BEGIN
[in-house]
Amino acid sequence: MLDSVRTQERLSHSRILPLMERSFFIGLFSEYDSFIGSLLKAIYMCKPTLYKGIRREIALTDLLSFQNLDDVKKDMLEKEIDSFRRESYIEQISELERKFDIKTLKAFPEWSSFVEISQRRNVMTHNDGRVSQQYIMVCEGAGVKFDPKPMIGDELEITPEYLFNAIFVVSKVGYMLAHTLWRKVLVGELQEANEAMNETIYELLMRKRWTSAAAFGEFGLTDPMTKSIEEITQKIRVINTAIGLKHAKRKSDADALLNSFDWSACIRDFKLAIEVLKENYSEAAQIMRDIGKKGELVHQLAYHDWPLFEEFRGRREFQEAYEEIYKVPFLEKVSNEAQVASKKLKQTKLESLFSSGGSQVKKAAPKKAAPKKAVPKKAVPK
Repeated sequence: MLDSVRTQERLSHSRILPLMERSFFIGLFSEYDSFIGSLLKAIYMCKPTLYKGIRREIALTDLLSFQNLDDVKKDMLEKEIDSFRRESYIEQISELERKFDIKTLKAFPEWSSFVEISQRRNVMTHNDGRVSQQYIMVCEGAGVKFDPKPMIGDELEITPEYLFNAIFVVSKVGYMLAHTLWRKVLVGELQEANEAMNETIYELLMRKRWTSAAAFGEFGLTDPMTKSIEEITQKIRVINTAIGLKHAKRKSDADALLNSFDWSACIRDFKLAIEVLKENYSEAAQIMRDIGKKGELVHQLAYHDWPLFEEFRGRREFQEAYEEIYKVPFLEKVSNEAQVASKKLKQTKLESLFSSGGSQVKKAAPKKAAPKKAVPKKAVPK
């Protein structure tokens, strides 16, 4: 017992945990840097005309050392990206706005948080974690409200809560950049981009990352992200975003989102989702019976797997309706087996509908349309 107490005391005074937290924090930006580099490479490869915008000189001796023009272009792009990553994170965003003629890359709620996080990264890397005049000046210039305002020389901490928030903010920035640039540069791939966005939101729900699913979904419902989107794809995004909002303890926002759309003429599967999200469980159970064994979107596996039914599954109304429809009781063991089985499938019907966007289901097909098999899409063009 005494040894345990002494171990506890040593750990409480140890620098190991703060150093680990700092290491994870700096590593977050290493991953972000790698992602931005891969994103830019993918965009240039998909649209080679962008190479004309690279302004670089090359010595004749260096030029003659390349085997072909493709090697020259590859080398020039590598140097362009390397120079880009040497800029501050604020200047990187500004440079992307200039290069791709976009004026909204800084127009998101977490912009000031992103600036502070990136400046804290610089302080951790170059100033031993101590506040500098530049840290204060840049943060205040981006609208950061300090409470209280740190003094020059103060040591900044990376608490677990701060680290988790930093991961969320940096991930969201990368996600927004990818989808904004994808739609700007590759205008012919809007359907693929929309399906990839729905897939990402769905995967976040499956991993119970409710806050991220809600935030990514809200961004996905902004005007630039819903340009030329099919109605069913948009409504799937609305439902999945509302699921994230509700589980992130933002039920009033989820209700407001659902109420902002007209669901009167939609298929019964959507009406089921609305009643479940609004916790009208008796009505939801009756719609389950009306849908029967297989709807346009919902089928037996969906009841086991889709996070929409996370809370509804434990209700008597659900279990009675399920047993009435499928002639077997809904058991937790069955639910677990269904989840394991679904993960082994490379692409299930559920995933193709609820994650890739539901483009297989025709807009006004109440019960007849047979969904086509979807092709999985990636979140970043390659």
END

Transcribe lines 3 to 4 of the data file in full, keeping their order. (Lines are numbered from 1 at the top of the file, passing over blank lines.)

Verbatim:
Repeated sequence: MLDSVRTQERLSHSRILPLMERSFFIGLFSEYDSFIGSLLKAIYMCKPTLYKGIRREIALTDLLSFQNLDDVKKDMLEKEIDSFRRESYIEQISELERKFDIKTLKAFPEWSSFVEISQRRNVMTHNDGRVSQQYIMVCEGAGVKFDPKPMIGDELEITPEYLFNAIFVVSKVGYMLAHTLWRKVLVGELQEANEAMNETIYELLMRKRWTSAAAFGEFGLTDPMTKSIEEITQKIRVINTAIGLKHAKRKSDADALLNSFDWSACIRDFKLAIEVLKENYSEAAQIMRDIGKKGELVHQLAYHDWPLFEEFRGRREFQEAYEEIYKVPFLEKVSNEAQVASKKLKQTKLESLFSSGGSQVKKAAPKKAAPKKAVPKKAVPK
């Protein structure tokens, strides 16, 4: 017992945990840097005309050392990206706005948080974690409200809560950049981009990352992200975003989102989702019976797997309706087996509908349309 107490005391005074937290924090930006580099490479490869915008000189001796023009272009792009990553994170965003003629890359709620996080990264890397005049000046210039305002020389901490928030903010920035640039540069791939966005939101729900699913979904419902989107794809995004909002303890926002759309003429599967999200469980159970064994979107596996039914599954109304429809009781063991089985499938019907966007289901097909098999899409063009 005494040894345990002494171990506890040593750990409480140890620098190991703060150093680990700092290491994870700096590593977050290493991953972000790698992602931005891969994103830019993918965009240039998909649209080679962008190479004309690279302004670089090359010595004749260096030029003659390349085997072909493709090697020259590859080398020039590598140097362009390397120079880009040497800029501050604020200047990187500004440079992307200039290069791709976009004026909204800084127009998101977490912009000031992103600036502070990136400046804290610089302080951790170059100033031993101590506040500098530049840290204060840049943060205040981006609208950061300090409470209280740190003094020059103060040591900044990376608490677990701060680290988790930093991961969320940096991930969201990368996600927004990818989808904004994808739609700007590759205008012919809007359907693929929309399906990839729905897939990402769905995967976040499956991993119970409710806050991220809600935030990514809200961004996905902004005007630039819903340009030329099919109605069913948009409504799937609305439902999945509302699921994230509700589980992130933002039920009033989820209700407001659902109420902002007209669901009167939609298929019964959507009406089921609305009643479940609004916790009208008796009505939801009756719609389950009306849908029967297989709807346009919902089928037996969906009841086991889709996070929409996370809370509804434990209700008597659900279990009675399920047993009435499928002639077997809904058991937790069955639910677990269904989840394991679904993960082994490379692409299930559920995933193709609820994650890739539901483009297989025709807009006004109440019960007849047979969904086509979807092709999985990636979140970043390659």